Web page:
US Release Date: 04-09-2004
Directed by: Howard Deutch
- Bruce Willis, as
- Matthew Perry, as
- Amanda Peet, as
- Kevin Pollak, as
- Natasha Henstridge, as
- Frank Collison, as
- Johnny Messner, as
- Silas Weir Mitchell as
Matthew Perry and Bruce Willis in The Whole Ten Yards.
The Whole Nine Yards was a quirky little off beat comedy featuring a group of actors who were obviously having a good time making a funny movie together. In its sequel; The Whole Ten Yards, the same group of actors (mostly) seem to be having just as much fun working together, but its much less fun for the audience this time around. While there are a few funny moments and its nice to see what happened to these characters, much of the movie makes little sense and where as Bruce Willis played the straight man to Perry's comedian the first time around, this time they're both playing it for laughs, leaving Amanda Peet to hold the bag as the straight person.
For those who didn't see the original, Mathew Perry played Oz; a dentist, who gets mixed up in a mob war when hitman, Jimmy the Tulip (Willis), moves in next door to him. By the end of the film, Oz and Jimmy are friends who share in a large sum of money from Jimmy's life insurance policy after they fake Jimmy's death, using the dead body of mobster Janni Gogolak (Pollak), properly doctored with Oz's dental skills to match Jimmy's dental records, as a stand in for Jimmy's body.
This time around, we find Jimmy living in Mexico with Oz's former dental assistant/hitwoman, Jill (Peet). Oz is now married to Jimmy's ex-wife Cynthia and is living in California. Trouble returns when Janni's father Lazlo (also played by Pollak) is released from prison and comes looking for Jimmy, whom he guesses is still alive. He kidnaps Oz's wife, knowing that Oz will run to Jimmy for help. And the plot is off and running.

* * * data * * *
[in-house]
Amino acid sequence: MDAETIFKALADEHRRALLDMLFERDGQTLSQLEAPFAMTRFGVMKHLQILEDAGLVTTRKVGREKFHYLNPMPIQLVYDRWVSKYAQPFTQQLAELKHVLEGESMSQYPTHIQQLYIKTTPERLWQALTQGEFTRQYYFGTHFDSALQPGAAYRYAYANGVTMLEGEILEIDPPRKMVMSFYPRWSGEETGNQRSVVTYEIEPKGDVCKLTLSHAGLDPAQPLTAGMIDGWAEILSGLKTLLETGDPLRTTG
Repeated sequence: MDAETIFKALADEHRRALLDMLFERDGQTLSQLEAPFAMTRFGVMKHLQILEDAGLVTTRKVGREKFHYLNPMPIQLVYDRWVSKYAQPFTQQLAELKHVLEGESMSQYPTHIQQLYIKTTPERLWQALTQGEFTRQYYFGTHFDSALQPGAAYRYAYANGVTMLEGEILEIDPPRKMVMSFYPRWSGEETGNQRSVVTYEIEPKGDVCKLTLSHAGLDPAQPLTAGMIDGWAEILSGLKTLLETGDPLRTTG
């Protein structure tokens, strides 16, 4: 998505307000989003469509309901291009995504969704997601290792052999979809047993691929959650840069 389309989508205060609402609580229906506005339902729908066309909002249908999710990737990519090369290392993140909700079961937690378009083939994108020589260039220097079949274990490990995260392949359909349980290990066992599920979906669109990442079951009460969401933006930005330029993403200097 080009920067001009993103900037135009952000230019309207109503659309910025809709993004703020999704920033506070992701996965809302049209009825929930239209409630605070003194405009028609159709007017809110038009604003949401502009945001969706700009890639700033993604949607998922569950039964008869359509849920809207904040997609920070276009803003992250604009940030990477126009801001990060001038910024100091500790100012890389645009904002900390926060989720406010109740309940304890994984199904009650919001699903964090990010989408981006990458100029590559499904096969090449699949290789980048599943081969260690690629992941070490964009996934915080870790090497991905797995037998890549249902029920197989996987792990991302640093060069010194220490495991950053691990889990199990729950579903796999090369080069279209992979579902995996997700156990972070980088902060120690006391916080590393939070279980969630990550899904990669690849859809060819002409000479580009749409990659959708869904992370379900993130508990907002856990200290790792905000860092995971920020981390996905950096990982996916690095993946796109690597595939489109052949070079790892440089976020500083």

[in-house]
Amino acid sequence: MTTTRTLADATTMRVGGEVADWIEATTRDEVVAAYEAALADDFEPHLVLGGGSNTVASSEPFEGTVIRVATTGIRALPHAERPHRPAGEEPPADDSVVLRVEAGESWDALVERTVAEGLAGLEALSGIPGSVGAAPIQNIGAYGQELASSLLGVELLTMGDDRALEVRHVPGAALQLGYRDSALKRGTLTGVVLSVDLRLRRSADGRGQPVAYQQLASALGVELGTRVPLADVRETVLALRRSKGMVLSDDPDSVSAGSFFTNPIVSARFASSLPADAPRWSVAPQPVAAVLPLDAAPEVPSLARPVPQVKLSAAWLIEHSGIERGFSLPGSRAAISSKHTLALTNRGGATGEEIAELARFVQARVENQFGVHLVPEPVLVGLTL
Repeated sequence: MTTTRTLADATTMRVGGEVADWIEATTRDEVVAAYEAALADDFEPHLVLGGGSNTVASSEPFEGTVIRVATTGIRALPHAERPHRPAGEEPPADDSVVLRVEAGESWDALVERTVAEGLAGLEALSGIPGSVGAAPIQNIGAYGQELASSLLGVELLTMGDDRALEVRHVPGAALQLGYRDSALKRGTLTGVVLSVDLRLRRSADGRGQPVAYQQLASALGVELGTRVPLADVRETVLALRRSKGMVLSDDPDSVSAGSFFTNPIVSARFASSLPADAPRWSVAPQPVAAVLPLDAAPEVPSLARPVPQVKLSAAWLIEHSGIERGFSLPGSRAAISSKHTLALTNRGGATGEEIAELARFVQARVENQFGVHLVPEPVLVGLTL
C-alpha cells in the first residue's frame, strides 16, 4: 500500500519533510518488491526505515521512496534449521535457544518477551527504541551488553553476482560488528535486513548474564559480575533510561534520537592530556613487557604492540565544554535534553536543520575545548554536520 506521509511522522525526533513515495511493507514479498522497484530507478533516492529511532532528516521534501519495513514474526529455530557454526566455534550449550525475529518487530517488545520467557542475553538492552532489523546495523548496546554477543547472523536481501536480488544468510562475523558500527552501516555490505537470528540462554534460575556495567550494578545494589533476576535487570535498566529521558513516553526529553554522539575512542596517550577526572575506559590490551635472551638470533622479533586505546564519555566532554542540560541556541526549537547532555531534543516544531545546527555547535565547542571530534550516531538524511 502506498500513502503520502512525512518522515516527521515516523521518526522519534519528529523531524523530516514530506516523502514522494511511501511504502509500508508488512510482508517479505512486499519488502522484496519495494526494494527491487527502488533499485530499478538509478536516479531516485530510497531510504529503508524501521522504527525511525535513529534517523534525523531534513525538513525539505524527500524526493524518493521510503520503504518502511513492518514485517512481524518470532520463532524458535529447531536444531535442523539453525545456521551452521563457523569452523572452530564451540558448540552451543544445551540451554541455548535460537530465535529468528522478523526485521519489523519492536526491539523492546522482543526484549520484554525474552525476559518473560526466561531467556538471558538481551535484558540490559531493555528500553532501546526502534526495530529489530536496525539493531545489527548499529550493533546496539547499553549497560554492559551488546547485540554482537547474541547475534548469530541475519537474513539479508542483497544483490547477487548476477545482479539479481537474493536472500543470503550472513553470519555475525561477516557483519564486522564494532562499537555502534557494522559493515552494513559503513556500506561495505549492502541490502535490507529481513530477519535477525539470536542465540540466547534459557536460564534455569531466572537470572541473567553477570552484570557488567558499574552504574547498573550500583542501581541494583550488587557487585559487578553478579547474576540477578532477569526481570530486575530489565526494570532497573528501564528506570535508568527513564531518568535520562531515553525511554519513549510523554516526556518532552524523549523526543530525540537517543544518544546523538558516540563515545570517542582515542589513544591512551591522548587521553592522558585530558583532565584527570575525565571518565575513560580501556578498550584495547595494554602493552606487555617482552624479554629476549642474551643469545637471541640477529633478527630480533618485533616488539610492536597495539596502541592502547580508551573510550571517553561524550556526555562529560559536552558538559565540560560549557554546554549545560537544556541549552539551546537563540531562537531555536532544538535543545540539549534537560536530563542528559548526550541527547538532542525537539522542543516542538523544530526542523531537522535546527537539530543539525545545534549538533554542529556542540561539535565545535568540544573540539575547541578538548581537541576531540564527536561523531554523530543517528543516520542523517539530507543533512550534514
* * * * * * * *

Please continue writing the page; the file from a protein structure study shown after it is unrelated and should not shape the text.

The bright moments in the movie come when Willis and Perry are bantering back and forth. Their drunken scene in the bar together is the highlight of the movie. Fortunately, for the audience, they share a chemistry together that can somewhat cover weak material. However, as I mentioned, their on-screen pairing is weakened by the loss of Willis's edge and his attempts to be as funny as Perry. In the first film, it was Jimmy's killer playing off of Oz's bumbling personality that made it work. Here, for no good reason, Jimmy pretends to be insane for a while, which produces some weak laughs, but not the sustained enjoyment of the first film.
Sequels, as a rule, are generally weaker than the original. When you start with a good, but not great, comedy like The Whole Nine Yards, you really only have one direction to go, and it's not up. Unless you are a die-hard fan of the original, you'll find little to enjoy here, and if you are a fan of the original, there's nothing here that can't wait until the DVD.
Photos © Copyright Warner Bros. (2004)